I took a little inspiration from InTheFrow’s post 3 Ways To Live With A Workaholic (By A Workaholic) but I wanted to tweak it slightly into ways of living with someone who has anxiety written by someone who themselves suffers from anxiety and it’s not always necessarily if you live with a person but if you a close to them as well maybe you are dating or their best friend etc. It’s not the greatest thing in the world to live with and can almost feel like a burden and that you are trapped from doing things you want to do, it literally gets in the way of everything you want to do and makes you feel limited and not good enough. I have come across plenty of people where I have had to explain what anxiety is and what they need to do when they are around me so we both feel comfortable and as I am getting back into the dating scene I wanted to put this up for my future boyfriend where ever he may be and if he sees this, or for anyone else that lives with someone who has anxiety I really hope it helps them understand and that they know how I really feel and I’m not trying to be awkward or trying to push them away.
Patience and understanding are key to living with someone who has anxiety. It may not be easy but someone who suffers from anxiety really needs the stability and consistency to help keep their mind at ease. It may also be a little frustrating for the person living with the sufferer but once you establish the stability, things will work out a lot better for the both of you. The person living with the sufferer needs to be understanding and to know that sometimes the anxious person doesn’t always mean the things they say and are just saying it out of frustration but they also need to be supportive and to let the sufferer know they aren’t alone and than they always have you by their side. Hold them and tell them everything will be ok, because it will and their mind just wanders and takes them into horrible situations that makes them worry about nothing. Understand and learn what sets them off it could be when you take ages to reply but you are shown as online or you are even active online but not messaging them, never make them feel unloved or unwanted and never poke fun at their illness or pressure them into doing something they don’t feel comfortable with until they are ready. Being at work I have to answer the phones and put messages through to consultants and speak to clients and having been in my job for 3 years it has taken a long time and a lot of confidence for me to feel remotely comfortable when answering the phones without freaking out and having a breakdown, still to this day I may have my bad day when it hits me out of no where and sometimes I get made fun of by some of my colleagues which doesn’t help the situation because they just don’t understand what it’s like and sometimes I just run out of the office crying and then trying to calm myself down because it’s just horrible. Learn their different coping methods and how they calm themselves down and help them along the way. I quite often listen to music and lay on the bed until I feel better, occupy my mind by either reading or watching a nice movie that either makes me laugh or smile or doing something crafty often helps and I’m quite often colouring in my Mindfulness Colouring Book.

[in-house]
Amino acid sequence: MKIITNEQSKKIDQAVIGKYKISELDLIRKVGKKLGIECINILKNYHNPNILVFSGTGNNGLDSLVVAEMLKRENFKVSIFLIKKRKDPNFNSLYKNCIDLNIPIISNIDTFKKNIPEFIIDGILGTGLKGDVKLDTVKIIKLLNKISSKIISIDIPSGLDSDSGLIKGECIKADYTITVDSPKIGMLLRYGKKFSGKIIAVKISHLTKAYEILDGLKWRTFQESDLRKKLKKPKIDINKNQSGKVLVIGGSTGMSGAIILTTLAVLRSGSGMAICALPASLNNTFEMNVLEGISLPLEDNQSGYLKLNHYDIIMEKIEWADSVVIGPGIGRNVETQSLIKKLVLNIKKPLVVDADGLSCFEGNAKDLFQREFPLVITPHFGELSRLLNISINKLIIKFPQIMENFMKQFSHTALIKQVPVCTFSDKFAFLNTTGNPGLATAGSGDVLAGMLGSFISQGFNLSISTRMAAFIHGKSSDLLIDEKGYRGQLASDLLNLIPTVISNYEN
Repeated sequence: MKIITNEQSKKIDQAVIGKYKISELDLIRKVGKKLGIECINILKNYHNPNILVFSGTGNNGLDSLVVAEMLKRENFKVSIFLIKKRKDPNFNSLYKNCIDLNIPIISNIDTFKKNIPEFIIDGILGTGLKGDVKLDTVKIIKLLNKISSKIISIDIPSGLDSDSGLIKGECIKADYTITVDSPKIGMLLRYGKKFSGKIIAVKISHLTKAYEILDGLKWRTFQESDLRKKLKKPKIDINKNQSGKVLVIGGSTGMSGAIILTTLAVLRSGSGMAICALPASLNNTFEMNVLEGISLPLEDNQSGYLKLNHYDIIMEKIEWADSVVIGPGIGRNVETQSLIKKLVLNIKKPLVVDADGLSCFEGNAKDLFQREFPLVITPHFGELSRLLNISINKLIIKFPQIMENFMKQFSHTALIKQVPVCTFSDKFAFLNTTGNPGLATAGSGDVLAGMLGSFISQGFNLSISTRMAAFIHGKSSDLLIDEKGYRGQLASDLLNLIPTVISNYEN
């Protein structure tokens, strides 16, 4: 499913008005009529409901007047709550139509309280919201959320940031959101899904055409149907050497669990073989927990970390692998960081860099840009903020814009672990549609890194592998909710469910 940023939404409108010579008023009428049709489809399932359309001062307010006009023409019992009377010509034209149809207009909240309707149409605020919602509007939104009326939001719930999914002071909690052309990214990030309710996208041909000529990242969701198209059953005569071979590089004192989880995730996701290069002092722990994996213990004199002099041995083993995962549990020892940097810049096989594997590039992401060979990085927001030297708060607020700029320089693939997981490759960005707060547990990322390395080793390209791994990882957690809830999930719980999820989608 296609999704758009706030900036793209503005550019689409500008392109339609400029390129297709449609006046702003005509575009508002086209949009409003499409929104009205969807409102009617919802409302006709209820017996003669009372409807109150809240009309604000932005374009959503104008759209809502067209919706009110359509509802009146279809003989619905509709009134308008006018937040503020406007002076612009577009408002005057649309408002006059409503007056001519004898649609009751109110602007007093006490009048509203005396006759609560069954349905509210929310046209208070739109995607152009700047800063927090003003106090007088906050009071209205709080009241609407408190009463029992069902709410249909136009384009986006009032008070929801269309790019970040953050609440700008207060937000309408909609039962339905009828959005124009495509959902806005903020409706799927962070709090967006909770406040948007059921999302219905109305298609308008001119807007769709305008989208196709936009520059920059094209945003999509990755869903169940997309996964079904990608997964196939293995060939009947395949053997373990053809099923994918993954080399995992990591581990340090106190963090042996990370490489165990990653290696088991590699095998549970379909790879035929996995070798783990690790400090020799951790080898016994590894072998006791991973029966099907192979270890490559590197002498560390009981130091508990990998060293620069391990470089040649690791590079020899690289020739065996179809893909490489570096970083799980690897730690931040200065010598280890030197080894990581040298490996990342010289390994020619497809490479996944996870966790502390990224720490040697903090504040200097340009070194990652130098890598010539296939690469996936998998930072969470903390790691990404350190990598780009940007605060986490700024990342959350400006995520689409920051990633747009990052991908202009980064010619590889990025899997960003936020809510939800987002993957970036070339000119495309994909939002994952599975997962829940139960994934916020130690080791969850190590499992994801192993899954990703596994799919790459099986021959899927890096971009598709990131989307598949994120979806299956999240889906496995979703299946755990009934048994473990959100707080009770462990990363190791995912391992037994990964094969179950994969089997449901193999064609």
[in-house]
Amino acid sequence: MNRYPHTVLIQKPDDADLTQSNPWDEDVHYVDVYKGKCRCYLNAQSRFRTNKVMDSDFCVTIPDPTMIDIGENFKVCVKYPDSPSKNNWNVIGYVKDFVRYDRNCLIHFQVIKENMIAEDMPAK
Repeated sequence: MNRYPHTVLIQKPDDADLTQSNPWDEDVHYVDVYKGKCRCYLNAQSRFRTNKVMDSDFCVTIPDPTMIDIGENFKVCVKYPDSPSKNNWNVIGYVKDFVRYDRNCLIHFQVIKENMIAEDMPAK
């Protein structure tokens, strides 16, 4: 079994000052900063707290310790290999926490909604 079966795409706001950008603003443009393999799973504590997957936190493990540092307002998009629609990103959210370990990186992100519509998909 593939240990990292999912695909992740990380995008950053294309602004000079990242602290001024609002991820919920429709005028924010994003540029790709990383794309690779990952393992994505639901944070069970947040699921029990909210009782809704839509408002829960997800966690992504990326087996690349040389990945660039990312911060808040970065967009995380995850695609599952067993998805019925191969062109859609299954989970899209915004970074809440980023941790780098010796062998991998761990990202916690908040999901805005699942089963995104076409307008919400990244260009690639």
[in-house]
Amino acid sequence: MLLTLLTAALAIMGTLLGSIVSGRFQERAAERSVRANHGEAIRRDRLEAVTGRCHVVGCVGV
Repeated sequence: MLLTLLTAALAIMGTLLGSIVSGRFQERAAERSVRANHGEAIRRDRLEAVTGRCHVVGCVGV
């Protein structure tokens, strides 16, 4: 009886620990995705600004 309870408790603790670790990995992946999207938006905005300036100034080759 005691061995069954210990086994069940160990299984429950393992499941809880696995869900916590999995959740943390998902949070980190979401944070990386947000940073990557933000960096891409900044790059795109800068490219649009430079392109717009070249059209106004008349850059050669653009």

As much as I love spending time with my loved ones and friends I also need some time to myself to help calm myself down and reflect on what’s really making me anxious. I need time to myself to ultimately tell myself there is nothing to be anxious of and eventually calm myself down but at the same time – I will need to be reassured by someone that everything will be ok and for someone to just hug me and hold me for a little while so I know I have someone by my side to help me along when things get tough. It’s about a 50/50 split between wanting time to myself and wanting to be with someone for a while.
DON’T LAUGH AT THEM.
Someone with anxiety is fully aware that they may sound crazy but anxiety is a mental illness/disorder and so you need to treat it with respect and fully support the sufferer. Don’t laugh at them or take the piss of them when they are suffering. It’s not a nice thing to live with. It truly does affect your everyday life from socialising with other people to being at work everyday.
Don’t constantly go on about the anxiety, even if the sufferer goes on about it don’t keep going on about it. Make sure they know that they can call you anytime anywhere and that they have your full support. Let them know they can talk to you openly and fully without being judged and the fear of judgement.
DON’T TRY TO CHANGE THEM.
Just because they don’t deal with things the same way you do doesn’t mean you can try to change them as a person and mould them into how you’d like them to be to suit you. Let them know that you are absolutely fine with the way they are and that their anxiety doesn’t bother you. Don’t pressure them into doing something they aren’t comfortable with, support them until they are ready to do it in their own time no matter how badly you want it to happen.
Do you have any experience being with someone with anxiety? How did you cope?
image by wonderfelle.com